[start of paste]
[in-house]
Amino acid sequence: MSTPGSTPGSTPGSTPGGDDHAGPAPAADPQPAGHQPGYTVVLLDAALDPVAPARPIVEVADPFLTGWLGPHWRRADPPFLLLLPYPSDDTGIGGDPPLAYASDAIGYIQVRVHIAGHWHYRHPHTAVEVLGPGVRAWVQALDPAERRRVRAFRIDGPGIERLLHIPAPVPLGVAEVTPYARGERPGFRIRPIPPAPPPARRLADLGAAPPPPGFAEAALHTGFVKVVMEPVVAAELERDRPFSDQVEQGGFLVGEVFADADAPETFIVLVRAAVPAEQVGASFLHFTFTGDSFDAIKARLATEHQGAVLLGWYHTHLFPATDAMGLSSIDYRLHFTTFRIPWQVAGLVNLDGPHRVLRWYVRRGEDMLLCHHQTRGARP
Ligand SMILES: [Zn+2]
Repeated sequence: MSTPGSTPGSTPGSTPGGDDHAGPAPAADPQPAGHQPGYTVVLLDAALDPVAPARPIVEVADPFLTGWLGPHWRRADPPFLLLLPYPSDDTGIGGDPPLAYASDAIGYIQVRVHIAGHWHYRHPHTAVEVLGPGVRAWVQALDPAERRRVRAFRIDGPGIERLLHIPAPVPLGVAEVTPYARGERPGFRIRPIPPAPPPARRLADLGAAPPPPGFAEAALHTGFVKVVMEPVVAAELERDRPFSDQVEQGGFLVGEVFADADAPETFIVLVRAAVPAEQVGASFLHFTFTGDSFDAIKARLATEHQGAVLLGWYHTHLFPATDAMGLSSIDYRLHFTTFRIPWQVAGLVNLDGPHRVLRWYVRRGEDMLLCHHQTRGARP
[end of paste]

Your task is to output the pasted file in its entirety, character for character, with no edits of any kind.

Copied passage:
[in-house]
Amino acid sequence: MSTPGSTPGSTPGSTPGGDDHAGPAPAADPQPAGHQPGYTVVLLDAALDPVAPARPIVEVADPFLTGWLGPHWRRADPPFLLLLPYPSDDTGIGGDPPLAYASDAIGYIQVRVHIAGHWHYRHPHTAVEVLGPGVRAWVQALDPAERRRVRAFRIDGPGIERLLHIPAPVPLGVAEVTPYARGERPGFRIRPIPPAPPPARRLADLGAAPPPPGFAEAALHTGFVKVVMEPVVAAELERDRPFSDQVEQGGFLVGEVFADADAPETFIVLVRAAVPAEQVGASFLHFTFTGDSFDAIKARLATEHQGAVLLGWYHTHLFPATDAMGLSSIDYRLHFTTFRIPWQVAGLVNLDGPHRVLRWYVRRGEDMLLCHHQTRGARP
Ligand SMILES: [Zn+2]
Repeated sequence: MSTPGSTPGSTPGSTPGGDDHAGPAPAADPQPAGHQPGYTVVLLDAALDPVAPARPIVEVADPFLTGWLGPHWRRADPPFLLLLPYPSDDTGIGGDPPLAYASDAIGYIQVRVHIAGHWHYRHPHTAVEVLGPGVRAWVQALDPAERRRVRAFRIDGPGIERLLHIPAPVPLGVAEVTPYARGERPGFRIRPIPPAPPPARRLADLGAAPPPPGFAEAALHTGFVKVVMEPVVAAELERDRPFSDQVEQGGFLVGEVFADADAPETFIVLVRAAVPAEQVGASFLHFTFTGDSFDAIKARLATEHQGAVLLGWYHTHLFPATDAMGLSSIDYRLHFTTFRIPWQVAGLVNLDGPHRVLRWYVRRGEDMLLCHHQTRGARP